Birds of Greenwich

love-opera-victoria-baker“No bird soars too high if he soars with his own wings,” said William Blake.

Since the dawn of time, people have admired the way birds can rise above our human limitations, exploring the skies in ways we can only imagine. Audubon Greenwich is a much-loved organization whose main mission is to motivate the community to preserve the surrounding nature and quite specifically to treasure the many species of birds that fly these local skies.

This September they are hosting many events, talks and lectures to educate Greenwich residents about these ethereal creatures we call birds. For more information log onto

But who was the original Mr. Audubon and where did his love of nature originate?

Born in Haiti, James Audubon was the illegitimate son of a French Naval Captain, and a domestic servant. Audubon’s mother passed away when he was a baby and he was brought up by his father’s second mistress. In 1788, when he was four years old, he was sent to France where he and his stepsister Rose, were raised by their father’s legal wife Anne Moynet Audubon. The couple later formally adopted James in order to legalize his status.

While in France, James learned to play the flute and violin and learned to ride, fence, and dance. He was adventurous and loved exploring the woods. He watched the birds and collected things from nature and made rough drawings. Although James father wanted him to have a naval career, the boy soon realized he was prone to seasickness and that his inclinations lay elsewhere.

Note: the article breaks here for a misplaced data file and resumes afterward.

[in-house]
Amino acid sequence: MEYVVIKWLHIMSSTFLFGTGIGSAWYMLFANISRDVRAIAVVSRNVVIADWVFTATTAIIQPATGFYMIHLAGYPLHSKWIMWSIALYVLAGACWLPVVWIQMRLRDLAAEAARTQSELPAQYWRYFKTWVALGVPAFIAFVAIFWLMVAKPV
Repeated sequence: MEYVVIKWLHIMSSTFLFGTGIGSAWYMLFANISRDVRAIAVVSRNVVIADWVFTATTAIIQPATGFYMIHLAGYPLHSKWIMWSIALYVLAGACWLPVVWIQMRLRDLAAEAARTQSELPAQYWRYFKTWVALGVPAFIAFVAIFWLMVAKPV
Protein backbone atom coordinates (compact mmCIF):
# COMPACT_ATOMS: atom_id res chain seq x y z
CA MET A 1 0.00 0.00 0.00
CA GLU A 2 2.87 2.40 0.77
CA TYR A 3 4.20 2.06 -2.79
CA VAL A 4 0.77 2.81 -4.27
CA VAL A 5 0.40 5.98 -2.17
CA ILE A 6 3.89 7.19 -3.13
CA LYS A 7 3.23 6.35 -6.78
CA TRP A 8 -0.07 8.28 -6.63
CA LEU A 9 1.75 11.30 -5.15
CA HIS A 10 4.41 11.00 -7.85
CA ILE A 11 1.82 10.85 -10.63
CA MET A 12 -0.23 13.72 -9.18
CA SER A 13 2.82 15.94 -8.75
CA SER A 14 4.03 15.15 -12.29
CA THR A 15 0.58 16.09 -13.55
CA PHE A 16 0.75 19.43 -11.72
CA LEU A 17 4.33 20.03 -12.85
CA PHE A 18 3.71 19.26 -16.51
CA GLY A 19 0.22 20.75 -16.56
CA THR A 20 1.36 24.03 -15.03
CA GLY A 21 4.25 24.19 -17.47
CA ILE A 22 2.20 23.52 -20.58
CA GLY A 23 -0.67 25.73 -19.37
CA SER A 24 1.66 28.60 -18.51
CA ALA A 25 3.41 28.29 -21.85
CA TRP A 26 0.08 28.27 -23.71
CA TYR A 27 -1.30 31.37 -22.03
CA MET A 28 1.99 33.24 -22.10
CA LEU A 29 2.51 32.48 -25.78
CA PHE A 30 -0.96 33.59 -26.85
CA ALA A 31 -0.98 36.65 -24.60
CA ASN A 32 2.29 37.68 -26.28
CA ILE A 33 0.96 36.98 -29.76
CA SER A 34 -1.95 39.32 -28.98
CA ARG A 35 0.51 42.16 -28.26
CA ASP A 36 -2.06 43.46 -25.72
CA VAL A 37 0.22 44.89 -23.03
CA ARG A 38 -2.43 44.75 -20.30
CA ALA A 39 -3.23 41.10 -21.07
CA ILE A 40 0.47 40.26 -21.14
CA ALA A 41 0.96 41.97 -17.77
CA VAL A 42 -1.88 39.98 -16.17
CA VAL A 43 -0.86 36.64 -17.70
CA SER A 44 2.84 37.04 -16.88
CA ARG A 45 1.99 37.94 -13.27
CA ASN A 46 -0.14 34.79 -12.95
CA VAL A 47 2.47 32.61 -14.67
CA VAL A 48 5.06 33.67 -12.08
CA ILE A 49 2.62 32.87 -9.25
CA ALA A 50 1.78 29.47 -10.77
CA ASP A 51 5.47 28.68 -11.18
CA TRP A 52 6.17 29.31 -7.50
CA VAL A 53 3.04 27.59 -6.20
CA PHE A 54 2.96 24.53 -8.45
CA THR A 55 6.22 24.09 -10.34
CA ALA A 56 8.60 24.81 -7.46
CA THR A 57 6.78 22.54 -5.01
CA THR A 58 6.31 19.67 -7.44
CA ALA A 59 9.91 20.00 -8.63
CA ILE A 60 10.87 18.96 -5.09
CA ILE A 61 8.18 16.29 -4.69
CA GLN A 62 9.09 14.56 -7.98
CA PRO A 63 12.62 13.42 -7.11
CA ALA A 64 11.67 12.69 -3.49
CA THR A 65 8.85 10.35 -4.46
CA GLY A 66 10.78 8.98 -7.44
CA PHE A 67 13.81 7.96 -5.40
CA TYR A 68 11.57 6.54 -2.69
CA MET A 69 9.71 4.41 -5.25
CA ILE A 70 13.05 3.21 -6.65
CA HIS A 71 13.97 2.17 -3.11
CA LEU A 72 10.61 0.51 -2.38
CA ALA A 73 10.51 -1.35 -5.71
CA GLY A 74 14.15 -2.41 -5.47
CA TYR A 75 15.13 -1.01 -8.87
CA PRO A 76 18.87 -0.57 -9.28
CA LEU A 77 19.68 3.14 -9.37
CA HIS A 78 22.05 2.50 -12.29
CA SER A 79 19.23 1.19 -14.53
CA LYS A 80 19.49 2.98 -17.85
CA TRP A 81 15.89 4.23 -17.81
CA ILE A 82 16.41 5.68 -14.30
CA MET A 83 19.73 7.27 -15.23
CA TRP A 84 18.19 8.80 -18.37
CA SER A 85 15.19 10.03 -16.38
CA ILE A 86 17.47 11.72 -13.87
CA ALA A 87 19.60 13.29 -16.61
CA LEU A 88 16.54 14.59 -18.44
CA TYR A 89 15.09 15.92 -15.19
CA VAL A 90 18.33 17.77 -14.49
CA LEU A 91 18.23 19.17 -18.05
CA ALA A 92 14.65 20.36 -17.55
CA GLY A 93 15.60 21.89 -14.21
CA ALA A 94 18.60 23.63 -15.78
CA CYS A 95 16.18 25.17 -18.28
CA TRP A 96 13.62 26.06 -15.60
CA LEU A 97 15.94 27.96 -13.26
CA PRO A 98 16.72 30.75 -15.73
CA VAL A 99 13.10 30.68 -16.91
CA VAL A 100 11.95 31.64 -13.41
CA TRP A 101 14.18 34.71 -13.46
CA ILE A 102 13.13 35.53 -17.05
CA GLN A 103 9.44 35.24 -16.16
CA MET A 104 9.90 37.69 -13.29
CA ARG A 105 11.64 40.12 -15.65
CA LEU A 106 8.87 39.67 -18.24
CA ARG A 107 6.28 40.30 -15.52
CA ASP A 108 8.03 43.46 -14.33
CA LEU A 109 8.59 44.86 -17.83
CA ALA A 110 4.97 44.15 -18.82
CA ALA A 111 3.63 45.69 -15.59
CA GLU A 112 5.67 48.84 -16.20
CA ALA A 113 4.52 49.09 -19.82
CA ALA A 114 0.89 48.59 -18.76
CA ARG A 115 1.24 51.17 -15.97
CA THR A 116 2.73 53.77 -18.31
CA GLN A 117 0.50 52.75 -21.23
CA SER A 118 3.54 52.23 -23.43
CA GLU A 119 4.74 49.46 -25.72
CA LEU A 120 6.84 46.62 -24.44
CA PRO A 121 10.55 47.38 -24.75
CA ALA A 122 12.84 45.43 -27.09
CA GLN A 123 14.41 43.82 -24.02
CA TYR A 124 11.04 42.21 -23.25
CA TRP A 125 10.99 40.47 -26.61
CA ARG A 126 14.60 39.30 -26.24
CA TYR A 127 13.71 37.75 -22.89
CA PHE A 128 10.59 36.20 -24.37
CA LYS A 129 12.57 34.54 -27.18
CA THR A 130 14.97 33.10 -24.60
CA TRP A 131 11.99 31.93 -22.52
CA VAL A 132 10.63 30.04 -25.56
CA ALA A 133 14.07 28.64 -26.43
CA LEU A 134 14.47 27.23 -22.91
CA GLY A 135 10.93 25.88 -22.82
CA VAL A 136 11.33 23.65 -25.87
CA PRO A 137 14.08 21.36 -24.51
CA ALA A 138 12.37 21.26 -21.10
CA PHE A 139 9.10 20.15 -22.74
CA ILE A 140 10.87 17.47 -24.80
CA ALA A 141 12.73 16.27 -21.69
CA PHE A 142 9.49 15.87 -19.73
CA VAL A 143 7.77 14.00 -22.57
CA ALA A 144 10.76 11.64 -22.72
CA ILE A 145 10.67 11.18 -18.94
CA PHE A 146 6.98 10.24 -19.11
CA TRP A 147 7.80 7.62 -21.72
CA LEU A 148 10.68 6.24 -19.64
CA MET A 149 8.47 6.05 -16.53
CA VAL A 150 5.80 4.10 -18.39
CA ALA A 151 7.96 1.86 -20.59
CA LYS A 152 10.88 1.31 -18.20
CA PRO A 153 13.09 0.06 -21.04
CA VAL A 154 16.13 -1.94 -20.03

When Audubon was 18 years old, his father sent him to the United States to avoid being part of Napoleon’s army. While in Pennsylvania, he completely explored the nature of the place. He also spent a lot of time with his neighbor Lucy Bakewell exploring the areas around him and indulging in common interests.

Audubon studied American birds and he came up with the technique of bird banding, which helped him to study the same birds, longevity, migration and other patterns of life.

After trying his hand at business and failing, Audubon took up the painting of his beloved birds. He went to England where his compilations and drawings became very successful and established him as the romantic hero and American woodsman of British society.

The success of his Birds of America book brought him instant fame and wealth but he continued to explore his passion for learning about new species. He had a unique understanding of the nature around him, perhaps best encapsulated by the following words of his, “A true conservationist is a man who knows that the world is not given by his fathers but borrowed from his children.”


Victoria Baker, of Greenwich, is an opera singer. Winner of many prestigious competitions, she has performed and worked with distinguished artists all over the world (notably at Lincoln Center). Should you have any questions that deserve answers and may be in print please call 203-531-7499 or e-mail [email protected]

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